For Theodora – Fort Bragg Advocate-News


Several weeks ago in this community column, another coastal resident wrote about her experience trying to get life-saving veterinary care for her critically injured dog. None were available to him and his dog succumbed to his injuries.

Since that time, it has been very difficult for me to forget this situation, as it occurred to me that the veterinary care offered to our community here on the coast is lacking at best. Yes, the pandemic has stifled many services offered by all types of businesses and that’s understandable and as a community we are all doing our best to overcome these limitations, community members and businesses alike. However, there is a limitation that is unrelated to the pandemic that residents of the coast are forced to endure and which is not understandable, reasonable and now, more acceptable. There are no reasonable and viable emergency veterinary care services outside of the hours of operation available to pet owners on the coast, which were available decades before the pandemic. Coastal vets now refer out-of-hours emergencies to veterinary clinics in Santa Rosa, Petaluma and Rohnert Park, which 99% of us on the coast are more than two hours away.

So what does this leave us? A growing number of us on the coast must endure the pain of seeing our pets – our companions, whom we have grown to love, who have shown us nothing less than their unconditional love – suffer and / or die needlessly. . How many of you have endured this heartache? How many of you are living with the psychological and emotional pain of feeling that you should have done more?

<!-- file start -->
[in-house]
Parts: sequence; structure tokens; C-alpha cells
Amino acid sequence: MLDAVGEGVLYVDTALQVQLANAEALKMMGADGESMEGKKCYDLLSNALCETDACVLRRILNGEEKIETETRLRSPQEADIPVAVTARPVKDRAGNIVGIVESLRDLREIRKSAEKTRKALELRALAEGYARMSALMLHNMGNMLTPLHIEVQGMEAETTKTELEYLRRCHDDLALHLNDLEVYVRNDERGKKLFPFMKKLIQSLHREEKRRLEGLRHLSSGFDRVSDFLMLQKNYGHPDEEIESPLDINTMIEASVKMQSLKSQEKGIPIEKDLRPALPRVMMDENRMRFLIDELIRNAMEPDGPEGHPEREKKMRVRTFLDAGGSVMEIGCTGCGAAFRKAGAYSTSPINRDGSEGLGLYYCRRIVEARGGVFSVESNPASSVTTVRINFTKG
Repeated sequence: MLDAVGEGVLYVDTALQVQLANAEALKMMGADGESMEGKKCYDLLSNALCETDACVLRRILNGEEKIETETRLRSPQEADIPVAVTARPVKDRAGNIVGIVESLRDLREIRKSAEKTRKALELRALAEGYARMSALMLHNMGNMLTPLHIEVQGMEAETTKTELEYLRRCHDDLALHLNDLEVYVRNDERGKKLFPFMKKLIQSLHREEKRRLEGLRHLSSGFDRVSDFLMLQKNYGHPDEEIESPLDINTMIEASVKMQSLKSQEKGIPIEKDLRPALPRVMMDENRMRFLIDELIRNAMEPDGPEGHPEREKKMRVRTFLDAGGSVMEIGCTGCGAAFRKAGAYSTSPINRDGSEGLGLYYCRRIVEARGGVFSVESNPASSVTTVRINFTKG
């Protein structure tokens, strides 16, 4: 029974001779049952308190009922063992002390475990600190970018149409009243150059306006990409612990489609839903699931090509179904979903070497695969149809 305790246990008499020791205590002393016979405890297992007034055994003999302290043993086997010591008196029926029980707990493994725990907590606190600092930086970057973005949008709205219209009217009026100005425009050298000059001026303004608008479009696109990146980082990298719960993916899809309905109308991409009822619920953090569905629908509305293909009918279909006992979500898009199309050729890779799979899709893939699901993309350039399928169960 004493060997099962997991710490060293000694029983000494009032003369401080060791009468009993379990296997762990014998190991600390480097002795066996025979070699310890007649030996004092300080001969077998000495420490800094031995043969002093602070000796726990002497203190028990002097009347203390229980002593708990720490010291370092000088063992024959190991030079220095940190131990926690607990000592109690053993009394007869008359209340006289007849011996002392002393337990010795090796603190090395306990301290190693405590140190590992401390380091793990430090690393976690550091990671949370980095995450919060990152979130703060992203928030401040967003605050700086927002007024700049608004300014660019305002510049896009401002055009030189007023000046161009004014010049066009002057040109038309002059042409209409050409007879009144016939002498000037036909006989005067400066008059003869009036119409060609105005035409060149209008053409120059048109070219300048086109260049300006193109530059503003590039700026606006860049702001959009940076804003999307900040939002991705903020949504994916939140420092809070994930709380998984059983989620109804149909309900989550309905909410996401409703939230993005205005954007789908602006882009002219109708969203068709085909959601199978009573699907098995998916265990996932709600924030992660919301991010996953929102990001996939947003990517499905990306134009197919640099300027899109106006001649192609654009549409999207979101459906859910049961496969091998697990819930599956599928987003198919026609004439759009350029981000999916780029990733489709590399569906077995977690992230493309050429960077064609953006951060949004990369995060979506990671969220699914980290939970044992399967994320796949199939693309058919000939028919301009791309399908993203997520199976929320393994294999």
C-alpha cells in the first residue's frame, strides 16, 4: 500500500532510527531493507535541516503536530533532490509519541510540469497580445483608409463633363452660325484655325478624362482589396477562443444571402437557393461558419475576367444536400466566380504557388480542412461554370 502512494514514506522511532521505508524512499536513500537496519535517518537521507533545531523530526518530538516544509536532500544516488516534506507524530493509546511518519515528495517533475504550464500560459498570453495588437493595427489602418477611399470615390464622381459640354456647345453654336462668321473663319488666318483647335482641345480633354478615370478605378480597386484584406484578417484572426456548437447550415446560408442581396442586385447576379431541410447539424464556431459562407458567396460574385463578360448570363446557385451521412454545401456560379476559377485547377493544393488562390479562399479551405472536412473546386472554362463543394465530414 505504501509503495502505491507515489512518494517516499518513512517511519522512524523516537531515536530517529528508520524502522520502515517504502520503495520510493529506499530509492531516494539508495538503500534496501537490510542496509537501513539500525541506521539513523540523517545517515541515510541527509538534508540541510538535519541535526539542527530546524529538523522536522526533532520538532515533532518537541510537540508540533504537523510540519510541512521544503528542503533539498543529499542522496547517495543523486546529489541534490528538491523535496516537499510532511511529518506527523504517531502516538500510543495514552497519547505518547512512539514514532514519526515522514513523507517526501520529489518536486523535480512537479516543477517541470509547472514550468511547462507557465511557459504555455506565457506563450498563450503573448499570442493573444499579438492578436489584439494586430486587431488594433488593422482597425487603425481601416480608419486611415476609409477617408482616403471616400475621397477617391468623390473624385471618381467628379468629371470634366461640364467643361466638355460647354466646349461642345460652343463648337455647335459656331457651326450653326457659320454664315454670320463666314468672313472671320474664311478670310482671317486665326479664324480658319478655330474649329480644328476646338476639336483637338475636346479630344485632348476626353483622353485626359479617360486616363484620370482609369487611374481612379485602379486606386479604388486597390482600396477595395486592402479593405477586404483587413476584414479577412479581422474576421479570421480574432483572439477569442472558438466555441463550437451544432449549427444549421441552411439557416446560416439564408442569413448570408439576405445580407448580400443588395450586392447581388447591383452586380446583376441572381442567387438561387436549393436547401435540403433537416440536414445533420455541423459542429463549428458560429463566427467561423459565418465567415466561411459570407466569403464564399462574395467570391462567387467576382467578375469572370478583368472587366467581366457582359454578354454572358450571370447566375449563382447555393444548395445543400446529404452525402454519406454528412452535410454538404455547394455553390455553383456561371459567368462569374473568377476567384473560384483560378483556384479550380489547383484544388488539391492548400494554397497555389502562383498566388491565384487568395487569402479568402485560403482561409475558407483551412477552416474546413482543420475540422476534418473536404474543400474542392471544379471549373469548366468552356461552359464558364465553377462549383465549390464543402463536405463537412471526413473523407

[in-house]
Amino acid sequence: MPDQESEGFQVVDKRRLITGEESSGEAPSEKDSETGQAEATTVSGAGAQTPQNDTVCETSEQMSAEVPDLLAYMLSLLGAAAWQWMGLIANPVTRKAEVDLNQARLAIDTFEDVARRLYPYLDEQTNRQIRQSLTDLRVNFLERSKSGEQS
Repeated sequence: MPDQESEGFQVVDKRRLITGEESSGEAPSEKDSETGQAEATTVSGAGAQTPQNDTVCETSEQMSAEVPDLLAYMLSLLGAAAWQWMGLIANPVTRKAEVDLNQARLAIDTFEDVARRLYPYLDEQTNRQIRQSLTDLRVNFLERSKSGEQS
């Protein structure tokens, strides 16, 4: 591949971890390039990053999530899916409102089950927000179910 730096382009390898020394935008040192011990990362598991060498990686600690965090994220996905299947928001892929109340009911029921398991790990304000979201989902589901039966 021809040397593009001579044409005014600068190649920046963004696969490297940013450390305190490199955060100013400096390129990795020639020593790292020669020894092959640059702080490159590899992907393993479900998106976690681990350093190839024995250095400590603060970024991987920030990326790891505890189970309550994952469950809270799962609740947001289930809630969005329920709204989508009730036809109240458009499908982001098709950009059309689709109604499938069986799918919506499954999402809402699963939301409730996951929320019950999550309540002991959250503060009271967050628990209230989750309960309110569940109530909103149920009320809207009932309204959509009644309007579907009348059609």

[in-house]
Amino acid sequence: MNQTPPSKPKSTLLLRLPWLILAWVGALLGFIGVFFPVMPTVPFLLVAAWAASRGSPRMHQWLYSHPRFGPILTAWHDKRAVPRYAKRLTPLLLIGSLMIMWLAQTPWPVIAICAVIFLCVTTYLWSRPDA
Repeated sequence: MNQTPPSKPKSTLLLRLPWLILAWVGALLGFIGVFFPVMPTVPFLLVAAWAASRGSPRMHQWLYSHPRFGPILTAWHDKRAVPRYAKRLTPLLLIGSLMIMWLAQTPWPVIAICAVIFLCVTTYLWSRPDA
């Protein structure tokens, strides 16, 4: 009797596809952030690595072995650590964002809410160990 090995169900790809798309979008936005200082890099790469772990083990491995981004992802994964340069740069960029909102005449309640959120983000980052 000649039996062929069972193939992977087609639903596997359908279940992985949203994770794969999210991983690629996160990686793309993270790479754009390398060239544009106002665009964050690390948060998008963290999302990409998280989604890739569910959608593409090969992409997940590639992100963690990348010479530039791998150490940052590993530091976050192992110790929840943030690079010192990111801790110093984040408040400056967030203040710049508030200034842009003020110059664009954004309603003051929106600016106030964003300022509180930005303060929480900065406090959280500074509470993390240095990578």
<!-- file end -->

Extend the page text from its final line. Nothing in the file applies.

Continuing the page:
And so, to that end, I would like to take a small and first step to begin the process of redressing the terrible harm that has been done to all of us here on the coast. In the coming weeks, I will initiate and pursue a petition which, when completed, will be presented to Fort Bragg City Council, demanding that they require that any veterinary company seeking a new or renewed veterinary license in the town of Fort Bragg provide , as a condition of this license, the provision of reasonable and viable emergency veterinary care after hours, evenings, weekends and holidays for pets in this community. This is not an unreasonable request, as it had always been offered in the past, at least since I moved here in 1986.

I ask that you take just a minute to think about your community – the elderly, low income, residents with transportation challenges, who have no choice but to watch their pets suffer. and / or die. They are helpless. We are powerless to save our pets when their injuries / illnesses present themselves after the various veterinary staff in the community have returned home. I would like to note that the various veterinary websites certainly do not represent their services to be what, in reality, exists today. In fact, they represented quite the opposite when they sought to establish their practices here.

So I ask interested community members on the coast, from Westport to Albion, to give their opinion. Let me know your thoughts on the importance you place in obtaining services of this kind. You can send your comments through this forum or by email to [email protected]

I just cannot understand how this type of (lower) veterinary standard is acceptable to the Town of Fort Bragg, which in the past has always viewed the interests and needs of its community as paramount.

—Romarin Mangino, Fort Bragg.

About Bradley J. Bridges

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